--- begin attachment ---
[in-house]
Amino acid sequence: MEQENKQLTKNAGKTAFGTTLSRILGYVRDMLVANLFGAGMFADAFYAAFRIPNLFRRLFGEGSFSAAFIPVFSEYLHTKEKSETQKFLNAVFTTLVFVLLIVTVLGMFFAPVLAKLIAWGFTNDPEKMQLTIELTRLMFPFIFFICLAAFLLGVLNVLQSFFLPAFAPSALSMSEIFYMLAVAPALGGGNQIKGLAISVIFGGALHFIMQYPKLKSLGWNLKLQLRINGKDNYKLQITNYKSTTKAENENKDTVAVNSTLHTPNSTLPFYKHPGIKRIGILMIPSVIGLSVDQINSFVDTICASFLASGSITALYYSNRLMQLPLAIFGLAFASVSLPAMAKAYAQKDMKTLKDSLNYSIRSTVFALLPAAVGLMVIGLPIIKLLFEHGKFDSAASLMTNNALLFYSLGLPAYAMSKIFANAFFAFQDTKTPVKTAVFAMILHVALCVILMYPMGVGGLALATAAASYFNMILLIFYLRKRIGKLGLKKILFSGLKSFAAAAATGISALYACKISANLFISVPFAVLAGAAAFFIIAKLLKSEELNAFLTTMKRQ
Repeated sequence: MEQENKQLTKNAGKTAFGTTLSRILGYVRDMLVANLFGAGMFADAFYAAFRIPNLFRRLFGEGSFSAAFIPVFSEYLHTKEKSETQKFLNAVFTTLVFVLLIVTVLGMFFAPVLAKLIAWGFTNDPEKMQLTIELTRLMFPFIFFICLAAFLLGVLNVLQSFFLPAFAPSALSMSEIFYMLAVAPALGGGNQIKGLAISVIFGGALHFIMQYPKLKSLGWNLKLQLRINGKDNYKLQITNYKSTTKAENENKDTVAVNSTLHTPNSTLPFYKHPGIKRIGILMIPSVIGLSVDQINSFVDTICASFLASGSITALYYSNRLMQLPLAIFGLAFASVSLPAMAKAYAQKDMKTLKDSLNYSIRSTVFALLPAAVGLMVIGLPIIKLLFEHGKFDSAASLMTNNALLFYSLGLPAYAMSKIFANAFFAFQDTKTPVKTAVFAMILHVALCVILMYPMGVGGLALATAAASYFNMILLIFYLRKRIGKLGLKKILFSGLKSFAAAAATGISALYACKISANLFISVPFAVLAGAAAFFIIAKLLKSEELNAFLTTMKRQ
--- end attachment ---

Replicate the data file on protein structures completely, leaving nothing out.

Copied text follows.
[in-house]
Amino acid sequence: MEQENKQLTKNAGKTAFGTTLSRILGYVRDMLVANLFGAGMFADAFYAAFRIPNLFRRLFGEGSFSAAFIPVFSEYLHTKEKSETQKFLNAVFTTLVFVLLIVTVLGMFFAPVLAKLIAWGFTNDPEKMQLTIELTRLMFPFIFFICLAAFLLGVLNVLQSFFLPAFAPSALSMSEIFYMLAVAPALGGGNQIKGLAISVIFGGALHFIMQYPKLKSLGWNLKLQLRINGKDNYKLQITNYKSTTKAENENKDTVAVNSTLHTPNSTLPFYKHPGIKRIGILMIPSVIGLSVDQINSFVDTICASFLASGSITALYYSNRLMQLPLAIFGLAFASVSLPAMAKAYAQKDMKTLKDSLNYSIRSTVFALLPAAVGLMVIGLPIIKLLFEHGKFDSAASLMTNNALLFYSLGLPAYAMSKIFANAFFAFQDTKTPVKTAVFAMILHVALCVILMYPMGVGGLALATAAASYFNMILLIFYLRKRIGKLGLKKILFSGLKSFAAAAATGISALYACKISANLFISVPFAVLAGAAAFFIIAKLLKSEELNAFLTTMKRQ
Repeated sequence: MEQENKQLTKNAGKTAFGTTLSRILGYVRDMLVANLFGAGMFADAFYAAFRIPNLFRRLFGEGSFSAAFIPVFSEYLHTKEKSETQKFLNAVFTTLVFVLLIVTVLGMFFAPVLAKLIAWGFTNDPEKMQLTIELTRLMFPFIFFICLAAFLLGVLNVLQSFFLPAFAPSALSMSEIFYMLAVAPALGGGNQIKGLAISVIFGGALHFIMQYPKLKSLGWNLKLQLRINGKDNYKLQITNYKSTTKAENENKDTVAVNSTLHTPNSTLPFYKHPGIKRIGILMIPSVIGLSVDQINSFVDTICASFLASGSITALYYSNRLMQLPLAIFGLAFASVSLPAMAKAYAQKDMKTLKDSLNYSIRSTVFALLPAAVGLMVIGLPIIKLLFEHGKFDSAASLMTNNALLFYSLGLPAYAMSKIFANAFFAFQDTKTPVKTAVFAMILHVALCVILMYPMGVGGLALATAAASYFNMILLIFYLRKRIGKLGLKKILFSGLKSFAAAAATGISALYACKISANLFISVPFAVLAGAAAFFIIAKLLKSEELNAFLTTMKRQ